Solar Costs Known, Nuclear Costs Unknown

Eduard Porter makes the case for nuclear energy as a countermeasure to global warming in the New York Times. I learned of that article by reading the thorough debunking of the cost assumptions for nuclear by Charles Komaneff here. Thanks in turn to this tweet by Chris Nelder for that link.

As Komaneff points out in detail, the cost of nuclear projects are hard to understand exactly. That’s because it takes a long time to build a nuclear power plant. Lots of things can and do go wrong in that long process. Recent experiences with projects Vogtle and Olkiluoto, Finland show that cost estimates with nuclear tend to be unreliable. And in most cases, costs go up later.

In contrast, we know exactly what one kWh of solar electricity from a large project in Germany costs right now, including a profit for the investor.

It costs 9.74 cents Euro for anything starting operation this month. That will go down to 9.47 cents next January.

And since you only need weeks to months to build a solar park, everyone involved in such a project can rely on those very exact costs. They won’t change much while building it.

We also know that solar will continue getting cheaper all the time. Prices have dropped already by a factor of 200 in the last forty years, while oil has gone up by a factor of 5o, for a change of a factor of 10,000 in only forty years.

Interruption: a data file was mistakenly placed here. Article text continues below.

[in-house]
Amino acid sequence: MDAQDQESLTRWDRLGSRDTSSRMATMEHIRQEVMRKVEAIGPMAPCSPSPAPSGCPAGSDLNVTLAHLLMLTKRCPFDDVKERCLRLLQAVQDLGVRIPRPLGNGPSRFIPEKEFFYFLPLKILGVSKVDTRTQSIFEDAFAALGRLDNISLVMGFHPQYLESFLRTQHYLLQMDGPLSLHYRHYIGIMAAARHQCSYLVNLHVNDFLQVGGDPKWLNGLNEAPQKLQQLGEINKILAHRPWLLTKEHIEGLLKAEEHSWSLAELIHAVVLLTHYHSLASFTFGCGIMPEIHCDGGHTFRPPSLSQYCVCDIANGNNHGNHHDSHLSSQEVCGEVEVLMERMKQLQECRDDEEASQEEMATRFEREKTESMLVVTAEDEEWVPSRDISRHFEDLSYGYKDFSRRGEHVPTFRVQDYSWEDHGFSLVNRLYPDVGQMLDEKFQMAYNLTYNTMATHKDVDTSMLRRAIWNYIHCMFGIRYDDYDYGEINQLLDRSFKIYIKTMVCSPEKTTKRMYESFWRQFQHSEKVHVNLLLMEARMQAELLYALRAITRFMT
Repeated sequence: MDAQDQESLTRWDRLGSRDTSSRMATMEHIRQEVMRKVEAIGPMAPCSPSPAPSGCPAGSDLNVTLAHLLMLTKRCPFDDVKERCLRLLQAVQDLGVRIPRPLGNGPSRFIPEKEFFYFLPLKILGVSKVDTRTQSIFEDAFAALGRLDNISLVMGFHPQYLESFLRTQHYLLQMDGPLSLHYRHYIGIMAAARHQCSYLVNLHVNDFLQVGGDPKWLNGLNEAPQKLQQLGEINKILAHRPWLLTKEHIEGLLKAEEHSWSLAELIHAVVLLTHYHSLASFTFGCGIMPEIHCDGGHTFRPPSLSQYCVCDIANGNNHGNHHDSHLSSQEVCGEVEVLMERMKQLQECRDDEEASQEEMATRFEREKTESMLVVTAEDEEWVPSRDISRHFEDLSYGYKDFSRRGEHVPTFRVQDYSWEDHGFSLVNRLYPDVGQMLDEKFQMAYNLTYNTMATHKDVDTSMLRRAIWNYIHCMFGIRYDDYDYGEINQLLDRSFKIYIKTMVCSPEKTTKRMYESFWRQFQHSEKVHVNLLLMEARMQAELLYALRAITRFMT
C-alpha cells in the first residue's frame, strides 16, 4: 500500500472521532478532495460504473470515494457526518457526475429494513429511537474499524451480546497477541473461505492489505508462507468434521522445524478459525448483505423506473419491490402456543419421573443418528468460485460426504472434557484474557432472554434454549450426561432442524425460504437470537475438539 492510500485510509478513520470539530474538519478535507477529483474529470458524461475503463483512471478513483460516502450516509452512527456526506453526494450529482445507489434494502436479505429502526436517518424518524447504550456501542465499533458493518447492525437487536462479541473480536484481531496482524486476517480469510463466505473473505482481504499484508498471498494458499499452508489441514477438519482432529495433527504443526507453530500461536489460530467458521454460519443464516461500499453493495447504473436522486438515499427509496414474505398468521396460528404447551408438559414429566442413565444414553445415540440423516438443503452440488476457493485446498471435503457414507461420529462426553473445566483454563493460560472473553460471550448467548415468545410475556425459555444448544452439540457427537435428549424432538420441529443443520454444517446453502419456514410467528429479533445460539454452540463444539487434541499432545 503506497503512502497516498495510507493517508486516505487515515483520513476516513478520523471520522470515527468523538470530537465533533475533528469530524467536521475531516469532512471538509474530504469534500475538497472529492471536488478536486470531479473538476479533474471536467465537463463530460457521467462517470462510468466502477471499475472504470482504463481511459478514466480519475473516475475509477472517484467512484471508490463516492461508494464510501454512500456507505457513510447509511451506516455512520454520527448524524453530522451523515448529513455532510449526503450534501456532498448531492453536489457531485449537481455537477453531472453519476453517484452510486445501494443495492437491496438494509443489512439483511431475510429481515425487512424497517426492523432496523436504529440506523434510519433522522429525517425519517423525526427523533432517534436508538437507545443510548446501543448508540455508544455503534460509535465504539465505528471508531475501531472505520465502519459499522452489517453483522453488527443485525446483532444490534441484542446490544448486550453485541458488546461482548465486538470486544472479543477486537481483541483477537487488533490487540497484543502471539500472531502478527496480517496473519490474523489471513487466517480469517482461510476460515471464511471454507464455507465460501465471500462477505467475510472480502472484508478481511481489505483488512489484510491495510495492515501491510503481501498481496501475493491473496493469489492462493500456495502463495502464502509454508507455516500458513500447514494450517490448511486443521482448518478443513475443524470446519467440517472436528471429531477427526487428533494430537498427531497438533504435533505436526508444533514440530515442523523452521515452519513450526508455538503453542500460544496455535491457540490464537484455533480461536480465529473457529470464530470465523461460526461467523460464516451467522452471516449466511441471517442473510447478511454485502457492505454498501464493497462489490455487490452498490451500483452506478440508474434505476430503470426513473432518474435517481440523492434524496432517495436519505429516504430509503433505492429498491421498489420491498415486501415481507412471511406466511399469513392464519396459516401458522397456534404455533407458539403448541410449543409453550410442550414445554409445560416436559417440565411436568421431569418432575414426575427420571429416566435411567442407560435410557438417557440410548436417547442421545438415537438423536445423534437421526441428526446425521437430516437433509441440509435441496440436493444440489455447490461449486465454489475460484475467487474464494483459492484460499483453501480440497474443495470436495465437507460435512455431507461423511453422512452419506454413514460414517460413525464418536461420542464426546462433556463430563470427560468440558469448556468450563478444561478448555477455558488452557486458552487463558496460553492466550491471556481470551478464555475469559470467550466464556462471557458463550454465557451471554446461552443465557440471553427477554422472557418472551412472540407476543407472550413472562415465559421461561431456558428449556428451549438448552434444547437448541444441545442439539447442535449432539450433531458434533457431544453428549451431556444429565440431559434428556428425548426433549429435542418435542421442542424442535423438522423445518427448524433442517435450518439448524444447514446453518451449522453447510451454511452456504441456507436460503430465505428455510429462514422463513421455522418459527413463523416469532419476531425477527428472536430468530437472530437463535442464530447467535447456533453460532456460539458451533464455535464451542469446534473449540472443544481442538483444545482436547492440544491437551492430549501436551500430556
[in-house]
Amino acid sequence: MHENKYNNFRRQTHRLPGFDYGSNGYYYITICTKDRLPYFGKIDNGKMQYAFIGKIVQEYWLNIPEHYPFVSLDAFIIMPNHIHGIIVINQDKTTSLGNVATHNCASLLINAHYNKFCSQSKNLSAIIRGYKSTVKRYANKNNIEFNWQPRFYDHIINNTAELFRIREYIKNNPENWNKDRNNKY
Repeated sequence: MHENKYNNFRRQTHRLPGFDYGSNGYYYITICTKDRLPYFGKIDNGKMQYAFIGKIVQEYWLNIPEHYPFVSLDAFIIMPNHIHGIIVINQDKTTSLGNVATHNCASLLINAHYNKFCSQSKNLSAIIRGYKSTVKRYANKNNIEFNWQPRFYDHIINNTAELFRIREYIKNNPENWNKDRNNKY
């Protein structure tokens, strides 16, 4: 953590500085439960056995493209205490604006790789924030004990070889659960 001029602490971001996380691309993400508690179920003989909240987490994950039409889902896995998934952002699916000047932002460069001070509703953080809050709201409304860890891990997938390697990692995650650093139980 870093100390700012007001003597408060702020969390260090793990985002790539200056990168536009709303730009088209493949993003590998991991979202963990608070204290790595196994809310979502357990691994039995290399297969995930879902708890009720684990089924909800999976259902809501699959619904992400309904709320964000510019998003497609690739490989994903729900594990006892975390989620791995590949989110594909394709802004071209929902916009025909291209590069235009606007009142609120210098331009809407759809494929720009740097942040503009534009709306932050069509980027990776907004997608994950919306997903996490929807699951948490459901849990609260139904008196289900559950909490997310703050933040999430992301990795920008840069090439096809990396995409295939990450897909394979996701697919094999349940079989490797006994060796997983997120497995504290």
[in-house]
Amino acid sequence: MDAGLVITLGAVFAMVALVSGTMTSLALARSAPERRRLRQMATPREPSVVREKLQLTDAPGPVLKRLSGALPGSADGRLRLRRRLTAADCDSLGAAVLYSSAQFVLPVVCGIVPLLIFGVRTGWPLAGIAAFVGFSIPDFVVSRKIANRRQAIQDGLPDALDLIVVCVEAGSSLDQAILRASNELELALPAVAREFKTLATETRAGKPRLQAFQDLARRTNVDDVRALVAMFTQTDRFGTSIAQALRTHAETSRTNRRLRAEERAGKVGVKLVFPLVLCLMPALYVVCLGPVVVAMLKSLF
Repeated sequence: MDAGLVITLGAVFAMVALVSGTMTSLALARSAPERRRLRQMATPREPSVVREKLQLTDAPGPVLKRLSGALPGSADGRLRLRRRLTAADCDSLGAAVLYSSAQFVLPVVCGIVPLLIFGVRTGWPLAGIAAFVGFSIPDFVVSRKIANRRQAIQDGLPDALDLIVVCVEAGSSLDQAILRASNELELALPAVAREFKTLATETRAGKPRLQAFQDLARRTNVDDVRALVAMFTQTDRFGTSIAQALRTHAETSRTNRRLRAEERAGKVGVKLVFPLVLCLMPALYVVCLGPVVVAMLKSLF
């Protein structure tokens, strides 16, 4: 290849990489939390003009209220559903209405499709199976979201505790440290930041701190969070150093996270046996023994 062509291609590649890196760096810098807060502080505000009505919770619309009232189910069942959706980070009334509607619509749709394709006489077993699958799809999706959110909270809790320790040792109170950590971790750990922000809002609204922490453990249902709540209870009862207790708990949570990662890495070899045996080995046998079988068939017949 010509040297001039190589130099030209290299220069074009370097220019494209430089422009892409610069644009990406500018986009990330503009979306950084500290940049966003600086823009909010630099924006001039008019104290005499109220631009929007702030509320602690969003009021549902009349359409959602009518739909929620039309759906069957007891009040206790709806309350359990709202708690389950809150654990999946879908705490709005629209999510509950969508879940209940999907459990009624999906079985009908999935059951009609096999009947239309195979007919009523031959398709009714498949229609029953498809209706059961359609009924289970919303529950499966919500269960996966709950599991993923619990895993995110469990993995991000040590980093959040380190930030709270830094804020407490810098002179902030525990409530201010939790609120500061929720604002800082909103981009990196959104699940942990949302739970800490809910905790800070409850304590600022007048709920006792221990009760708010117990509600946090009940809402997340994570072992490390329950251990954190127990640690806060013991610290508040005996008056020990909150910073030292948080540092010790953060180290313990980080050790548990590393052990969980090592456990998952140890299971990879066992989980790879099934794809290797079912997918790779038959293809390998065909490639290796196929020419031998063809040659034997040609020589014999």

Porter uses the cost estimates for 2018 by the American “Energy Information Administration” (not “Agency”, as Porter mistakenly writes). They give “14.43 cents (US)” as costs for solar in 2018.

Hey, wait a moment. We got less than that already in Germany right now, a country with the solar resources of Alaska. Let’s just say I think this is another great example of predictions for solar prices being way off base, and way too high.

Porter also writes:

Japan is unlikely to be the only country to miss its targets. In response to the Fukushima disaster, Germany shut down eight nuclear reactors and said it would close the remaining nine by 2022.

Actually, Germany has met its targets. Germany promised a 21 percent reduction compared to 1990 for 2012 in the Kyoto protocol, and it has achieved 25.5 percent. Meanwhile, the United States didn’t even have a target, having failed to ratify Kyoto.

He also writes:

Everybody is promising to fill the gap with renewables. So far, however, coal and natural gas have won out. CO2 emissions in Germany actually increased 1 percent last year, even as they declined in the United States and most of Western Europe.

For debunking this claim, I can just refer to what Komaneff wrote:

Indeed, from 2010 to 2012, a two-year period encompassing the March, 2011 Fukushima catastrophe and Germany’s subsequent decision to turn off 29% of its nuclear power production (reducing reactor output from 140.6 terrawatt-hours in 2010 to 99.5 TWh in 2012), Germany actually held constant its use of fossil fuels to make electricity.

How did German society make up for the 41.1 TWh drop in reactors’ electricity generation? Numerically, it was simple:

  • German solar-photovoltaic generation grew from 11.7 TWh to 28.0 TWh (a rise of 16.3 TWh).
  • Wind generation grew from 37.8 TWh to 46.0 TWh (a rise of 8.2 TWh).
  • Total consumption of electricity fell by 16.4 TWh (from 610.9 TWh to 594.5 TWh), despite GDP growth.